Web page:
The hardest people to please are the fans–whether its a game, movie, book or whatever else, it can be downright impossible to satisfy everyone.
With Deus Ex: Invisible War, developers Ion Storm tried not only to fix the issues with the first Deus Ex game, they also tried to appeal to a broader audience, all the while trying to keep the original fans happy. If there ever was an impossible task, this was it.
The original Deus Ex is considered by many–myself included–to be one of the greatest, most influential games ever created. Ion Storm certainly had a tough road ahead of them, and for many long-time Deus Ex fans, Invisible War wasn’t the sequel they were hoping for.
I, on the other hand, disagree with those fans. Deus Ex is one of my favorite games of all time, but so is Invisible War.
Like Deus Ex, Invisible War is set in a dystopian future that heavily focuses on conspiracies and factions that have some grandiose plan to change the world. Over the course of the game, you will have to decide which major power you will put your support behind.
Much like its predecessor, Invisible War is all about player choice.
Obviously, the player’s choices can only be made within the limits that the developer has set. However, situations–such as dialog or quests–change depending on actions of the player. If you choose to side with one faction, it could cut off quests with another faction, or you could carefully play both sides and destroy them both in the end.
Many people see the first-person perspective of the Deus Ex games and automatically assume that it is a shooter. In actuality, Invisible War mixes a number of genres and elements–stealth, role-playing and yes, first-person shooting–which adds to the ways that an objective can be completed. This aspect is, in large part why I have played through this game so many times.
Averaging a metacritic score of 80 on the PC and 84 on the Xbox, Invisible War was actually well received by reviewers; as for the Deus Ex fanbase however, they were a little more difficult to win over.
A large amount of criticism came from the fans of the original, who complained about the game’s length and its reduction of some of the RPG elements and augmentation abilities. While it is true that Invisible War is much shorter than Deus Ex, that does not make it a bad or inferior game. Plus, Invisible War can still be quite lengthy, especially by today’s standards.
On the positive side, Invisible War took some of the sometimes convoluted (or useless) features and streamlined them. Instead of worrying about skill points and then augmentations on top of that, the player only had to worry about assigning their augmentations. This still gave the player a lot of choices, just without the overwhelming feeling of, “Where the heck do I put these skills points and how does this help improve my game?” It’s a common feeling for those not very experienced with RPGs, and Ion Storm avoided it.
Deus Ex games are thick with atmosphere and Invisible War is no different. Right from the beginning, you feel the tension and the sense of urgency of the world you are in. It’s easy to believe and get sucked into this futuristic setting when the world feels so alive.
Although most areas aren’t packed full of people, you can talk to most NPCs, and many either have a story to tell, an optional mission, some kind of information that can help you out, or just fill you in on what’s happening in the world. There are numerous news kiosks that you can visit to get the latest news, along with journals and other books lying around that are certainly worth reading. Keeping up-to-date on current events in the world is a small but important touch to making you feel involved in something greater than just yourself.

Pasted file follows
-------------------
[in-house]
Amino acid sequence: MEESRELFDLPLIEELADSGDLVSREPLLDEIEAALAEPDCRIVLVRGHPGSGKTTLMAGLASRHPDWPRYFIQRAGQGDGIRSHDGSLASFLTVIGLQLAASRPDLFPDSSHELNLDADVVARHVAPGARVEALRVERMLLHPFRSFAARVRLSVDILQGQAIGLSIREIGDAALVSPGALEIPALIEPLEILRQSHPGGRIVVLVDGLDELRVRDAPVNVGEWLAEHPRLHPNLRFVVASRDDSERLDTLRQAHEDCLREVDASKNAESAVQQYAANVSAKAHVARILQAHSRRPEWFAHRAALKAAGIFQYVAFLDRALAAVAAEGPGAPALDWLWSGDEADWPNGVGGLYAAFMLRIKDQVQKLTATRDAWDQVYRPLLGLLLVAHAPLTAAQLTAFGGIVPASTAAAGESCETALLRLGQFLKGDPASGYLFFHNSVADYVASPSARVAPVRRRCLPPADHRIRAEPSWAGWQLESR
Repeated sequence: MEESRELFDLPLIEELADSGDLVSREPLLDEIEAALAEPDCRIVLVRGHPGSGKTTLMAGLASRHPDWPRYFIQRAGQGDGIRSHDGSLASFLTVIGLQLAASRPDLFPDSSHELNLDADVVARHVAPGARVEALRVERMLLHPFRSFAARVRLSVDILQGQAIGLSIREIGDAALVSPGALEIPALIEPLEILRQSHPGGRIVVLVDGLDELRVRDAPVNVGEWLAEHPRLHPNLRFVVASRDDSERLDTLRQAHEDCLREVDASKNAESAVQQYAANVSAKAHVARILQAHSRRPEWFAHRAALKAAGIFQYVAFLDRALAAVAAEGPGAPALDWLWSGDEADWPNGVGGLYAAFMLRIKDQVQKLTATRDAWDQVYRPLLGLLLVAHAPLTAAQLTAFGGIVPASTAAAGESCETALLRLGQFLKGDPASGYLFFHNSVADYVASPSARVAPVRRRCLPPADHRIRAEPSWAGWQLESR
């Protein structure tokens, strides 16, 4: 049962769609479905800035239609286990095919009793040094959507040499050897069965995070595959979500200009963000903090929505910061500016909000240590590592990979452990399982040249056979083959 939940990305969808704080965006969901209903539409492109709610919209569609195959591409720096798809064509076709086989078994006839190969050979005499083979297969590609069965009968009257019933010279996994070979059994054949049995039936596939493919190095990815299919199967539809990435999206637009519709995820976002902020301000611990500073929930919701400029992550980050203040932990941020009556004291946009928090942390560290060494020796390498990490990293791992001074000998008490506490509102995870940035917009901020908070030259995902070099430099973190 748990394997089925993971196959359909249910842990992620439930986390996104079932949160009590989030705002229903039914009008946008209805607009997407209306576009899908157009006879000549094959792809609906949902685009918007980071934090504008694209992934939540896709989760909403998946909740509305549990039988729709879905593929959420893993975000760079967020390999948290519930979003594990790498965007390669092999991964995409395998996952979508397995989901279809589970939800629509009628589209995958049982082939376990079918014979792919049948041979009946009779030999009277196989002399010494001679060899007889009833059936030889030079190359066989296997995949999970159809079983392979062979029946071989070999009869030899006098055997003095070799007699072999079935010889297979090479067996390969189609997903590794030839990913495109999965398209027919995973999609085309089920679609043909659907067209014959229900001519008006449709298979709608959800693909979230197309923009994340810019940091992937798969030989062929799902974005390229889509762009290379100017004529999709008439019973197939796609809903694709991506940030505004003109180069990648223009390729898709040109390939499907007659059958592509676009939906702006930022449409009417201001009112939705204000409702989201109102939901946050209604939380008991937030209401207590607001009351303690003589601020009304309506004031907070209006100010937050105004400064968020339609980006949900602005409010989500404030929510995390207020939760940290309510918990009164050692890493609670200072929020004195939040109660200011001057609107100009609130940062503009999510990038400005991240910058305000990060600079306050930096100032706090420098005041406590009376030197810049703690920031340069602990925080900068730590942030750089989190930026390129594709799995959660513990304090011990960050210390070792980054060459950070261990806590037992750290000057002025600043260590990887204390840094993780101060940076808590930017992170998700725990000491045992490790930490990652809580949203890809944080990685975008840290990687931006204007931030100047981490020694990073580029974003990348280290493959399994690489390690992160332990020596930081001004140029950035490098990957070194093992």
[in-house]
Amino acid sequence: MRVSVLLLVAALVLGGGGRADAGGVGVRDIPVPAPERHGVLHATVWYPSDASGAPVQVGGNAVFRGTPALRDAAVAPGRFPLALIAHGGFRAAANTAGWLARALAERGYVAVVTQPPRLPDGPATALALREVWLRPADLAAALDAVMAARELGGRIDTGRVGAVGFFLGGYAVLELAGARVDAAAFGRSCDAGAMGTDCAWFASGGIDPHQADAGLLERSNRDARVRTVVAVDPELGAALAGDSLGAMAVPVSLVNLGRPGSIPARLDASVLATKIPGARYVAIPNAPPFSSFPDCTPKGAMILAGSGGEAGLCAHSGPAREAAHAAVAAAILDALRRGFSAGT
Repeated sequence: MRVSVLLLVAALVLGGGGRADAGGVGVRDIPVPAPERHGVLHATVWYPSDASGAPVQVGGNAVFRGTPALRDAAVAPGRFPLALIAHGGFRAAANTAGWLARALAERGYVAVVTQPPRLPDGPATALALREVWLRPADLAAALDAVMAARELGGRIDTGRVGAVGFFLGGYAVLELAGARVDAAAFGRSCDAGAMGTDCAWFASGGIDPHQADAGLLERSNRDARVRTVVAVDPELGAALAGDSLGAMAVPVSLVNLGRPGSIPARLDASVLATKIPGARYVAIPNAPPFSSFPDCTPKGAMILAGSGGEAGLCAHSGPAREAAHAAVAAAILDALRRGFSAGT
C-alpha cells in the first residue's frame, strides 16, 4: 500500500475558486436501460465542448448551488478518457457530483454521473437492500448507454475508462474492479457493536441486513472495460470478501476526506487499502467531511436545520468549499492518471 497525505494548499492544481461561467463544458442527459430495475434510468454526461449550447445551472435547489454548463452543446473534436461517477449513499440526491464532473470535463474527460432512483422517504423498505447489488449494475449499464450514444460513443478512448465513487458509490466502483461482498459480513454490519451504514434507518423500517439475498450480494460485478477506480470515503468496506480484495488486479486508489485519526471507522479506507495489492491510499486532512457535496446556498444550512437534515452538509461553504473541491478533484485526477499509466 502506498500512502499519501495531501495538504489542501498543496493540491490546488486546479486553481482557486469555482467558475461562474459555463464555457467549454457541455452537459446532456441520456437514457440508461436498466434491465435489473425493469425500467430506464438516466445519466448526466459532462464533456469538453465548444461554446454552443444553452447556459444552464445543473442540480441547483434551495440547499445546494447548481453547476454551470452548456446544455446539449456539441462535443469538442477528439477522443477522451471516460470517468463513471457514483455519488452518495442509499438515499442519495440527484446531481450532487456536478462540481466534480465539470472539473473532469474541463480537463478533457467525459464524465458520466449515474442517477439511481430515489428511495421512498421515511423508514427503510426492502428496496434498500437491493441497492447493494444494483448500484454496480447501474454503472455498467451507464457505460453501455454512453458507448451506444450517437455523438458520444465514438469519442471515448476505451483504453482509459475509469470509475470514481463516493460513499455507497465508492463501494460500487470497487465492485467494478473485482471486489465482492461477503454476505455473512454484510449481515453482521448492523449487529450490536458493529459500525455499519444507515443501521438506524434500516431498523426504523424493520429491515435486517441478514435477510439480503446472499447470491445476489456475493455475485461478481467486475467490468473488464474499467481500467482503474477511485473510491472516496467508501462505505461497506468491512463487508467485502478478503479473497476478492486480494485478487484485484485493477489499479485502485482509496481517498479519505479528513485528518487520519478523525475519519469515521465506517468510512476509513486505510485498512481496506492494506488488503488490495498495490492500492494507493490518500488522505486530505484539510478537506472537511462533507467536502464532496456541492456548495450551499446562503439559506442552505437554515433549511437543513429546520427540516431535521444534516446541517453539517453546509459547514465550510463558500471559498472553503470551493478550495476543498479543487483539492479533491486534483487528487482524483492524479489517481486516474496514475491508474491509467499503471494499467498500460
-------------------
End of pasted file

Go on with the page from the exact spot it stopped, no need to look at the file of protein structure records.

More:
Player choice in the Deus Ex games is maybe the biggest reason you’ll hear so much about these games. When it comes to the story elements, most of the choices usually come down to choosing option A or option B. The real variety is in how you can complete missions. You have the option to kill everyone, minus a few key players in the story. Conversely, if you want to play the entire game without killing anyone at all, that is also possible.
The biggest downfall with Invisible War is that, at points, it tries too hard to be too many things and fails to be very successful at any of them. When it comes to the shooting, it’s passable, but certainly not good enough that you can just run-and-gun–in fact it’s better if you don’t try to play it like the average FPS.
Also, although the RPG elements are slimmer and more streamlined this time around, there are still a number of pretty useless augmentations. Through multiple playthroughs, I found myself choosing the same ones, only emphasizing different ones depending on whether I wanted to be stealthier or more action focused. It is a minor gripe, but if you have the right understanding going into the game, it really becomes a non-issue.
Cyber punk games are hard to find, and playing a good one is an even rarer pleasure. When it comes down to it, Invisible War is a great game whether you slap the name Deus Ex at the beginning or not. Not everything in Invisible War is perfect, but neither was everything in the first Deus Ex game–and anyone who tells you it was is a fool.
Having played both Deus Ex and Deus Ex: Invisible War extensively and recently finishing Deus Ex: Human Revolution, I can say that if you like a solid first-person game with lots of choice and replay value, then any Deus Ex game is worth playing.
Do not pass up a great game like Invisible War just because some elitist fans of Deus Ex can’t deal with change.